Posts Tagged ‘healtcare premiums’

Individual Health Insurance Policies Cost Less in Chicago Suburbs

Tuesday, November 24th, 2009

Study shows wild disparity in pricing between Chicago suburbs and the city.  A study has found that people living in Chicago’s inner-ring suburbs – towns like Oak Park, Evanston, Berwyn and Oak Lawn – have access to individual healthcare insurance quotes that average 14.6 percent less  than people living within city limits. According to data compiled by Norvax, Inc., a technology firm that serves the healthcare insurance industry, people who live 15 to 25 miles from downtown Chicago pay 12 to 15 percent less on their monthly premiums.  Move out another 25 or 40 miles from the city and premium rates are 20 to 30 percent less.

Norvax makes software that lets individuals search the lowest or best-priced private coverage offered by insurance brokers and agents.  Its public exchange, which has more than 80 insurance carriers, operates as Go Health Insurance. The research was based on data culled from running quotes for 3,029 zip codes and 963 health insurance plans available in Illinois.  Later, Norvax narrowed the field of research solely to the Chicago area.

The most unexpected result is that residents of Chicago’s southern and western suburbs, many of which are considered to be blue-collar, pay 24.5 percent less for healthcare insurance than their city-dwelling counterparts.  By contrast, suburbanites living north of the city pay 14.6 percent less.

According to Judy Dugan, research director for public policy advocacy group Consumer Watchdog, Norvax’s research proves that today’s individual-coverage insurance market “is the Wild West” because the customized coverage available is not regulated.  “It’s one reason we need healthcare reform – to get rid of this kind of weird disparity in pricing,” she said.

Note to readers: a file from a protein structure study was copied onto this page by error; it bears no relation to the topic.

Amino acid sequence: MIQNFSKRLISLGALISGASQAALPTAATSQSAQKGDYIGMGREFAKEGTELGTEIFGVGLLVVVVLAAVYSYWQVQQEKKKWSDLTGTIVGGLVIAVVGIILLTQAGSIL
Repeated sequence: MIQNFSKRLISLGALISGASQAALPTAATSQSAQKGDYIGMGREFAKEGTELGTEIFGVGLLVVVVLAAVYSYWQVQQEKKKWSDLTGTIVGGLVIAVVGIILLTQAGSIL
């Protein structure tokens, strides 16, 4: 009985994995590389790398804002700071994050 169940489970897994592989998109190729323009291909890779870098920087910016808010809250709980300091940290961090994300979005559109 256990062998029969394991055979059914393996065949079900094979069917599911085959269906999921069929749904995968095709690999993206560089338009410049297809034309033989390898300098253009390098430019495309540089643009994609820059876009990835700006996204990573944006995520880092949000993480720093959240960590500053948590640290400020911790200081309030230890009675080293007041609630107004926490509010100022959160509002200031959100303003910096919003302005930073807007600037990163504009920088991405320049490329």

Obama Healthcare Reform Plan Still Evolving

Monday, April 6th, 2009

In a country where the cost of employer-provided healthcare insurance has doubled since 1999,the need for comprehensive reform is clear.  It costs an average of $12,680 to insure a family of four, up from $5,791 a decade ago.  For single people, the cost has more than doubled – from $2,196 to $4,704.  obama-healthcare1Still, it’s the employer who pays the lion’s share of healthcare premiums.  A family pays an average of $3,355 per year; the employer’s portion is $9,325.  A single worker typically pays just $721 of healthcare costs; the employer pays $3,983.

At present, 46 million American citizens lack healthcare insurance.  And, as unemployment rates rise, people who lose their insurance stop seeing their physicians and taking needed medications.

President Barack Obama has made a significant start by proposing a $634 billion healthcare reserve fund that will be partially paid for with targeted cuts in payments to insurers, physicians, hospitals, drug manufacturers, other providers and wealthy senior citizens.  According to White House aides, Obama’s intent is to dole out the pain gradually to minimize opposition.  All of these stakeholders were well-represented at the recent White House Healthcare Forum and will be a part of the ongoing dialogue.

The suggested $634 million is only a down payment.  True healthcare reform is likely to cost at least $1 trillion, with half coming from reduced Medicare and Medicaid payments to doctors, hospitals and other providers.  The remaining funds will come from the government’s reduction of tax breaks on wealthy couples earning upwards of $250,000.